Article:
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NATIONAL ASSOCIATION FOR  THE ADVANCEMENT OF COLORED PEOPLE       Southern Dutchess Branch 2132

982 Main Street  Fishkill, New York 12524   Suite 4 – 199

845–234–9038 Office Phone   845-287-9853 Cell  sdnaacp@gmail.com

                                                          50th Anniversary 

50 anni                                                               1966 – 2016

On July 6, 1966, we became charter members of the National NAACP.  We are celebrating our 50th anniversary this year.

The mission of the NAACP is to work to ensure the political, educational, social, and economic equality of rights of all persons and to eliminate race – based discrimination.  The NAACP is a volunteer organization that stands at the forefront of change.  We are dedicated to social justice and equality for all.  Through our activism and advocacy we have worked for a socially just society.

The Southern Dutchess branch of the NAACP has set several goals for this year which include :

– addressing major health concerns for the general public

– registering new voters

– informing our senior citizens about financial fraud

– and through our LIFTED program we encourage parent empowerment   through information and partnerships relevant to student school success.

Together we can make a difference.

Find us at:

982 Main Street  Fishkill, New York 12524   Suite 4 – 199

845–234–9038 Office Phone   845-287-9853 Cell Phone

sdnaacp@gmail.com       http://www.southerndutchesnaacp.org

on our Blog at Southern Dutchess NAACP.wordpress.com

on Facebook at www.facebook.com/naacpsd

on Twitter at SoDutchessNAACP

 

 

 

 

NATIONAL ASSOCIATION FOR THE ADVANCEMENT OF COLORED PEOPLE

Southern Dutchess Branch 2132

982 Main Street Fishkill, New York 12524   Suite 4 – 199   845 – 234 – 9038       sdnaacp@gmail.com

50th Anniversary  (1966 – 2016)

     The March General Membership meeting for the Southern Dutchess NAACP will take place at the Howland Cultural Center on Saturday March 26, 2016 at 1:30pm.  Following the meeting we will enjoy our Women’s History Month Presentation. Please see the information below for all the particulars

Women Growers: The Seed, The Herb, and the Song

Guest Speakers:  Ava Bynum, Executive Director, Hudson Valley Seed

Sarah Elisabeth, Master Herbalist

The 2008 Film: Taking Root: The Vision of Wangan Maathail

Featuring the life and work of a Nobel Peace Prize winning Kenyan woman

Music: Goldee Greene and Friends

Refreshments will be served

Donations at the door: $10 Adults, $8 Seniors, $5 Children up 17 years and younger

Howland Cultural Center 477 Main Street, Beacon, New York 845 – 831 – 4988

 

February, 2016 NEWS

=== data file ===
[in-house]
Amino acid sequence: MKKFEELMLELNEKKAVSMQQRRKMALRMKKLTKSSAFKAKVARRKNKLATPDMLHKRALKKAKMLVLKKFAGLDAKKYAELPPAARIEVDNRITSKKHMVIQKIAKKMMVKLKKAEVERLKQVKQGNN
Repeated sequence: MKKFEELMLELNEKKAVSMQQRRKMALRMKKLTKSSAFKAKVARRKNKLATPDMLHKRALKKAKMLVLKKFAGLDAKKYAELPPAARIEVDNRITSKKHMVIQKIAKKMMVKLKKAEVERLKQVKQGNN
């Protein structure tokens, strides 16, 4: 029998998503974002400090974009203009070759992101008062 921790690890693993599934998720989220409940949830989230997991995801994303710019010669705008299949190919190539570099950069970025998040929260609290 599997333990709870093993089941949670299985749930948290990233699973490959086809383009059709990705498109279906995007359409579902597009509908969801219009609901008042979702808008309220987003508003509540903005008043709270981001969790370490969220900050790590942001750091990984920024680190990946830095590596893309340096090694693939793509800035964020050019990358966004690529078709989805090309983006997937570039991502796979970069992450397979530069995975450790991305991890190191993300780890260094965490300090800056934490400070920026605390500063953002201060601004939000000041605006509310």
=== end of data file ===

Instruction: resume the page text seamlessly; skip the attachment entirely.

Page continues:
On Friday, February 5, 2016, I had the honor of being on the Dutchess County Chamber of Commerce radio show at Fox Radio in honor of Black History Month.  My topic was “The NAACP in Dutchess County”.  Please follow the instructions below and you will be able to hear the show on your computer.

Just below is a drop-box link so you can click on (or copy and paste in your browser) and download the MP3 file to your computer to listen!   

https://www.dropbox.com/s/ejkb9u9s8gd4tsn/FOX_Lets_Talk_DCChamber_02_07_16.mp3?dl=0

          Our next General Membership meeting will be on Thursday February 18, 2016.  We will be celebrating Black History Month with a presentation from our Dr. Martin Luther King Jr. Celebration/ Black History Month Celebration Committee Chairman, Ronald G. Greene.  Mr. Greene’s topic is:

“Zion Pilgrim Methodist Episcopal Church of Baxtertown:  Uncovering History.”

We will meet at Springfield Baptist Church, 8 Mattie Cooper Square at 7pm.

This year we will be celebrating our 50th Anniversary as a branch.  This is a special time for us.

Peace,

Anesta

 

Join us for our Freedom Fund Luncheon

Southern Dutchess NAACP  982 Main Street ,Suite 4-199  Fishkill, N.Y.12524

October 29, 2015

Greetings,

We are honored to present, as our guest speaker at our Freedom Fund Luncheon on Sunday, November 8, 2015, Leroy Gadsden, President of the Jamaica, Queens branch of the NAACP who is also Chair of the Legal Redress/Criminal Justice, NY State Conference of NAACP Branches. He is the recipient of more than 35 different awards for community service and civil rights activities.  In July, 2014, the National NAACP presented him with the first ever coveted “Benjamin L. Hooks Keeper of the Flame Award” in appreciation and recognition of his thirty years of NAACP leadership. His most outstanding accomplishments are in the areas of police brutality, racial and discriminatory police policy issues, voter protection at the polling sites, legislative redistricting and much more!

We invite you to join our Host Committee with a donation of $50 or more to support the work of our branch. Members of the Host Committee will be acknowledged in the luncheon’s program. And, of course, we hope that you will be able to attend this very special event. Luncheon: 2:00pm and reservations are $85 per person.

It will be held at the Dutchess Manor, on Rte 9D, just 3 miles south of Beacon, with its spectacular view of the Hudson River.

Invitations to the luncheon as well as requests for ads in the journal are included in this mailing.

We hope you will respond with your support as a Host and with attendance reservation so that we may continue the most vital work of the NAACP!

Dr.Anesta Vannoy- Kwame                                             Connie Hogarth

So Dutchess NAACP President                   Chair, Freedom Fund Luncheon Committee

sdnaacp@gmail.com    (845) 234-9038

    Southern Dutchess NAACP –  FREEDOM LUNCHEON

 

Southern Dutchess NAACP Annual Freedom Fund Luncheon,

 Sunday November 8, 2015

2:00 PM  at Dutchess Manor, 263 NY-9D, Beacon NY 12508

Adult tickets $85 included one year membership & The Crisis Magazine